Having Old Faithful might do me good on two fronts: One, the fame I'm going to have and the extra income from tourists at my place; Two, the healing hot waters might help clear my nose and head. If I'm sniffing near it right when it blows, I will get a noseful of water and that will clear my sinuses like nothing you can get over the counter.

Anyway, there's a widespread misconception that Old Faithful is a thing of nature. They've kept that up as a myth to fool the tourists and I might want to keep up the facade. I heard them hinting around on "Mythbusters" that Old Faithful was a fraud, but they had trouble constructing a full scale model of it, so it was never proven. As it turns out, it was built in the late 1800s by an eccentric millionaire. It has a whole mechanism under the ground, including two enormous steel balls that hold and heat the water, then a central tube that leads to the surface that spews it as far as the eye can see.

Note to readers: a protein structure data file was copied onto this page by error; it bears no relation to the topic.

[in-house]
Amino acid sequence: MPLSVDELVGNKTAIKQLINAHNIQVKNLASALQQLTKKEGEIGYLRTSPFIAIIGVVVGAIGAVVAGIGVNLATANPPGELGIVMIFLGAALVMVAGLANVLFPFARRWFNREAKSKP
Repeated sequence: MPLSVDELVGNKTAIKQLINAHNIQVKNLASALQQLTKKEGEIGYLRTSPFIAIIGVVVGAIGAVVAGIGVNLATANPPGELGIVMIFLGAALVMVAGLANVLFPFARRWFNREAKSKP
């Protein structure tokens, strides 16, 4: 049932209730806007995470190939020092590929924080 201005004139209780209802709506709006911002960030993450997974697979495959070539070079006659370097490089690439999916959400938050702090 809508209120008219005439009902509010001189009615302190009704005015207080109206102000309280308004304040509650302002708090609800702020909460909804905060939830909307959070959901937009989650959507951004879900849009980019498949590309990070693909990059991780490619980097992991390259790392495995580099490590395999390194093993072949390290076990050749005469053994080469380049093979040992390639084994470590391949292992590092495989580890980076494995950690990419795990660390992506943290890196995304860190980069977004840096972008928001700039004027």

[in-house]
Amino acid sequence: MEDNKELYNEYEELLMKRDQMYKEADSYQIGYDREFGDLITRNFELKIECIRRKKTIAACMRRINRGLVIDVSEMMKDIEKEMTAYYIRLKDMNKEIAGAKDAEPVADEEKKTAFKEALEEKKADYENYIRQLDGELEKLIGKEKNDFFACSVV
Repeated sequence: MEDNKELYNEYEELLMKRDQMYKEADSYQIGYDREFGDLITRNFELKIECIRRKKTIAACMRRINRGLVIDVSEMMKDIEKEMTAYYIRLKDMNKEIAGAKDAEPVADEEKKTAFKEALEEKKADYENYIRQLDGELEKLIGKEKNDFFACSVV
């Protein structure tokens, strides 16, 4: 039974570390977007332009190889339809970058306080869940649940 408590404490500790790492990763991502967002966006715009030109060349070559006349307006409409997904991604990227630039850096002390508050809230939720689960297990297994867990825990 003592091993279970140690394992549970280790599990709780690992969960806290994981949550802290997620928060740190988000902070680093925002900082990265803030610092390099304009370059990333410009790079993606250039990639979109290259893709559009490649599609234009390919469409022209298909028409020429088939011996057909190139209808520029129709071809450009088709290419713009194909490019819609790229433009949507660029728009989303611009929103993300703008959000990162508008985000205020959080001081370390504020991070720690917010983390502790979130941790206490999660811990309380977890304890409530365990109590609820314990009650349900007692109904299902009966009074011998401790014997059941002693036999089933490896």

It was lucky that I and Grandma now own Old Faithful, because we've had lots of digging experience, digging outhouses over the years. I can show you the half acre right now. If you see all those 4 by 4 patches where the grass is especially green, that's where we used to go. That's a lot of holes!

With some digging -- and with Cousin Roto's backhoe -- we got the big steel balls and the heating mechanism installed, then the tube, the timing device, the rocks to surround it, etc., and it's been heating up for a while. I don't know what's taking it so long. It seems like it should be blowing pretty soon. I might need to go out and stoke the fire or use one of those fireplace bellows.

Thursday, March 12, 2009

My Bemused, Gracious Wave

First, a tirade: Rotten, stinking thing! Couldn't get this blogger to come up! So I'm sitting here like a bubble about to bust and can't get on.